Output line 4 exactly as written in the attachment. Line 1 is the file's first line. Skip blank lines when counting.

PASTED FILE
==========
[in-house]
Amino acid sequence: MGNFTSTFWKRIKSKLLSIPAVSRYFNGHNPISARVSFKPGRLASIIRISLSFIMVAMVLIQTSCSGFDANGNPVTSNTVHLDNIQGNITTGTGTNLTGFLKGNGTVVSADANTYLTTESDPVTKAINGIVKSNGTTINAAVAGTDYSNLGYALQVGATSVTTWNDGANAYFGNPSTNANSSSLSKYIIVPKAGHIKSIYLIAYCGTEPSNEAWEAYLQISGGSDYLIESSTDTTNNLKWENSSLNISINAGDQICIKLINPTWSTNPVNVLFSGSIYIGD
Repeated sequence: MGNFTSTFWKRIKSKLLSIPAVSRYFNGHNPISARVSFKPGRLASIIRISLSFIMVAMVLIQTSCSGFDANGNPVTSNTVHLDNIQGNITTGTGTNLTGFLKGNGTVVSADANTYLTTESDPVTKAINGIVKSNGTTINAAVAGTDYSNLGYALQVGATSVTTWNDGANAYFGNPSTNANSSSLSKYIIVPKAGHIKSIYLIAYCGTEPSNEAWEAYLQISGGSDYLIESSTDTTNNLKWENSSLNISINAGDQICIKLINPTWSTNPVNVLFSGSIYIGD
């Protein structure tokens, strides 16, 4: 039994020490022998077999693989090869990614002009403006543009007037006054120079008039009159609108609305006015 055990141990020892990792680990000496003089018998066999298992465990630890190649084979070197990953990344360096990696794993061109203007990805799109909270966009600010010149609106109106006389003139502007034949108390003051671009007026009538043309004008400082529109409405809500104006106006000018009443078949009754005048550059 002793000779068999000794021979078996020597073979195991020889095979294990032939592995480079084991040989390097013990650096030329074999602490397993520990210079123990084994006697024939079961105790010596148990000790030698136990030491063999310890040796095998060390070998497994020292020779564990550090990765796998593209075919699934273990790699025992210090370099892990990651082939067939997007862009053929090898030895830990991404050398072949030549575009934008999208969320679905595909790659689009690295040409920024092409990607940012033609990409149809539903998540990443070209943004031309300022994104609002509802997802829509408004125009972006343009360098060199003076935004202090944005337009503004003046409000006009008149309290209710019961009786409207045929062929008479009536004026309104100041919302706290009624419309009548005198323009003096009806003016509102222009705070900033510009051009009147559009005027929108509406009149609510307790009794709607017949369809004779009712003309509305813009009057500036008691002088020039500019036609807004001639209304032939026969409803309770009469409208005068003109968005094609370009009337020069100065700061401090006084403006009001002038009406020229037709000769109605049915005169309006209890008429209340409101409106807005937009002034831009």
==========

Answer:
């Protein structure tokens, strides 16, 4: 039994020490022998077999693989090869990614002009403006543009007037006054120079008039009159609108609305006015 055990141990020892990792680990000496003089018998066999298992465990630890190649084979070197990953990344360096990696794993061109203007990805799109909270966009600010010149609106109106006389003139502007034949108390003051671009007026009538043309004008400082529109409405809500104006106006000018009443078949009754005048550059 002793000779068999000794021979078996020597073979195991020889095979294990032939592995480079084991040989390097013990650096030329074999602490397993520990210079123990084994006697024939079961105790010596148990000790030698136990030491063999310890040796095998060390070998497994020292020779564990550090990765796998593209075919699934273990790699025992210090370099892990990651082939067939997007862009053929090898030895830990991404050398072949030549575009934008999208969320679905595909790659689009690295040409920024092409990607940012033609990409149809539903998540990443070209943004031309300022994104609002509802997802829509408004125009972006343009360098060199003076935004202090944005337009503004003046409000006009008149309290209710019961009786409207045929062929008479009536004026309104100041919302706290009624419309009548005198323009003096009806003016509102222009705070900033510009051009009147559009005027929108509406009149609510307790009794709607017949369809004779009712003309509305813009009057500036008691002088020039500019036609807004001639209304032939026969409803309770009469409208005068003109968005094609370009009337020069100065700061401090006084403006009001002038009406020229037709000769109605049915005169309006209890008429209340409101409106807005937009002034831009």